By
Weekends With Alex Witt
updated 5/18/2013 5:18:50 PM ET 2013-05-18T21:18:50

With relations strained over Syria negotiations, another bump was added to the rocky road of U.S.-Russia relations when U.S. diplomat Ryan Fogle was arrested by Russian authorities this week accused of being a CIA spy attempting to turn a Russian intelligence agent.

Million dollar salaries, cheap wigs, and international espionage—it’s just the latest case of Cold War habits dying hard.

With relations strained over Syria negotiations, another bump was added to the rocky road of U.S.-Russia relations when U.S. diplomat Ryan Fogle was arrested by Russian authorities this week accused of being a CIA spy attempting to turn a Russian intelligence agent.

Shortly after his arrest Fogle was turned over to the U.S. Embassy and expelled from the country. Evidence presented against the State Department employee included a “spy kit” of wigs, a road map, and older model cell phones.

Peter Earnest, executive director of the International Spy Museum and former CIA agent, joined Weekends with Alex Witt to discuss the facts of the case. “Moscow’s a very tough place to operate, we learned how to do it during the Cold War,” he said. Referring to his experience, he added, “Often we resorted to very very basic tradecraft, because a lot of the hi-tech stuff can be hacked into.”

Another element to the Russian case is a letter allegedly carried by Fogle offering an unnamed Russian security officer a one million dollar per year salary to work as a double agent.  Earnest says that an offer like this could be legitimate, but that the lack of details surrounding the case makes it difficult to weigh the validity of the evidence.

While the known elements of the case smack of 1960’s pulp fiction, Earnest says the normalization of relationships between the US and Russia has changed the way espionage incidents are managed,

“When something like this happens it can be treated like a bump in the road and not distract them from other things that are going on like trying to negotiate for cooperation in Syria, or it can be made into a major incident.”

One part of that relationship appears to show no sign of slowing down is the spy vs. spy mentality maintained by both states, as Earnest says, “The Cold War ended, the spying goes on.”

Video: Russia-US relations strained amid spying scandal?

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    >>> call him the man with the golden wig. ryan fogle was arrested by russian authorities this week accused of being a cia spy and trying to recruit a russian terrorism agent. joining me is a former spy, peter ernest. he's now the executive director of the international spy museum in washington, which sounds like a very interesting job. welcome to you, peter. thank you for being here.

    >> thank you for asking me. let's talk about what's going on. the russians laid out fogle's alleged spy kit. it didn't look that impressive. cheap looking which is. a road map . an old cell phone. come on is that all it takes?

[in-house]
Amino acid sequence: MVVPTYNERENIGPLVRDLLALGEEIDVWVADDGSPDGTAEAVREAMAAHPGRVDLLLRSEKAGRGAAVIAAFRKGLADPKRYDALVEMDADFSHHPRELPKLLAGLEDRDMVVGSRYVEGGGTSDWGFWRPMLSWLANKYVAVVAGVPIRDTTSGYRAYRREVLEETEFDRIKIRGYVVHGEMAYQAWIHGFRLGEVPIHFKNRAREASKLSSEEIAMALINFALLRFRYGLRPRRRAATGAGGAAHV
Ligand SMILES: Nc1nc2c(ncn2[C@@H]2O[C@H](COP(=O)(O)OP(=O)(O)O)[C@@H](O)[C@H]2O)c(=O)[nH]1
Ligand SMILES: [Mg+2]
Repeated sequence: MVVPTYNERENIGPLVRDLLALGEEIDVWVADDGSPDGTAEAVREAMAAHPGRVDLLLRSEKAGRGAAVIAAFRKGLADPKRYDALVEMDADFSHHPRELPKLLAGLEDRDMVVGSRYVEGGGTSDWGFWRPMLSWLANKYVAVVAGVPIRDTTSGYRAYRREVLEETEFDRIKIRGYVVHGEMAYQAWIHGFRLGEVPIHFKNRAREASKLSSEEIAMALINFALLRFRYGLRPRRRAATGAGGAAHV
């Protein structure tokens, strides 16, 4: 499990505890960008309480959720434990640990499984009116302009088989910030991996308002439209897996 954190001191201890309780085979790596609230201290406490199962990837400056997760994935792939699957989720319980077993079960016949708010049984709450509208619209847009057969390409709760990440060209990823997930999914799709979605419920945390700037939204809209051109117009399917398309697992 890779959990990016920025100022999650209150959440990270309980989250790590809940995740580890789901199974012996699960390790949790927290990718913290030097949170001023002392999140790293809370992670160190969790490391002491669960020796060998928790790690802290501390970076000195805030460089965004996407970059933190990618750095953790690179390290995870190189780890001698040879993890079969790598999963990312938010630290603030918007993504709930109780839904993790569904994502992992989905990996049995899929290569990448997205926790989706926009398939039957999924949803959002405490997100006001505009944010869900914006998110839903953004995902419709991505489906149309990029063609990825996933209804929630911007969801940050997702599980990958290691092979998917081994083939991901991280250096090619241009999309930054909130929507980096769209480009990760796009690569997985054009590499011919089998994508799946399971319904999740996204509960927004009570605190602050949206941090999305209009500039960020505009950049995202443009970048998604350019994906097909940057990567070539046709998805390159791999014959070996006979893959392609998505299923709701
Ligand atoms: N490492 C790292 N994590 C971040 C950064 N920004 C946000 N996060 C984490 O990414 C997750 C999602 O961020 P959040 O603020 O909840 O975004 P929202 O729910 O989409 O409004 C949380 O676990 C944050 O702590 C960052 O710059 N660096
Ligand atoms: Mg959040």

>> i would say don't be too deceived by the paraphernalia that was laid out. moscow is a tough place to operate. we learned how to do it in cold war . we reverted to a lot of basic trade craft. hi-tech stuff can be broken into. it may look like keystone cops but can be very useful in the kind of situations of handling an agent in moscow.

    >> all right. we learned that mr. fogle was released to the u.s. embassy . it happened pretty quickly. does that surprise you in

    >> no, it didn't. as you recall, when we rounded up the ten russian illegals in 2010 --

    >> remember that?

    >> you'll recall what we did, first of all, we publicized it much as they are doing. we publicized their names, jobs and families. then we traded them back to the russians for four russians who allegedly had spied for us. it's like the agricultural department's catch and release program i think.

    >> kind of.

    >> let's talk about back in the day, when you were actually a spy, if this had happened and the soviets had caught him what would have happened to him?

    >> well, you know, much depended on the situation and what was going on overall. i mean these were the two superpowers. it was the period of the cold war . often these things happen for a reason . this was clearly orchestrated. they were ready to film it, ready to put it on tv. very shortly after it occurred. now what was it for? was it in retaliation for the arrest of the illegals? we can't be sure. i think the thing to keep in mind when you deal with states like the united states and russia, their relationship goes on. so when something like this happens, it can be treated like a bump in the road and not distract them from other thing that are going on like trying to negotiate for cooperation in syria, or it can be made into a major incident. very much depends on the intent of the state carrying it out. in this case russia.

    >> but, the letter that fogle was carrying allegedly it offered his russian contact a million dollars a year. put that in perspective. is that a normal -- i mean can you believe that would have been legitimate?

    >> well, yes, i can believe it could be legitimate. however, we have no feel at all for the back ground of this case. i frankly think this may be a case we used to call a dangle operation. somebody was placed in the way of say our intelligence folks and it's much like what we would call a sting operation in our country. and perhaps they bit. we just don't know because none of the details have been released.

    >> very quickly, peter, does this kind of thing happen all the time? is there spying 24/7?

    >> the cold war ended the spying goes on.

    >> okay. thank you very much. peter ernest good to talk with you.

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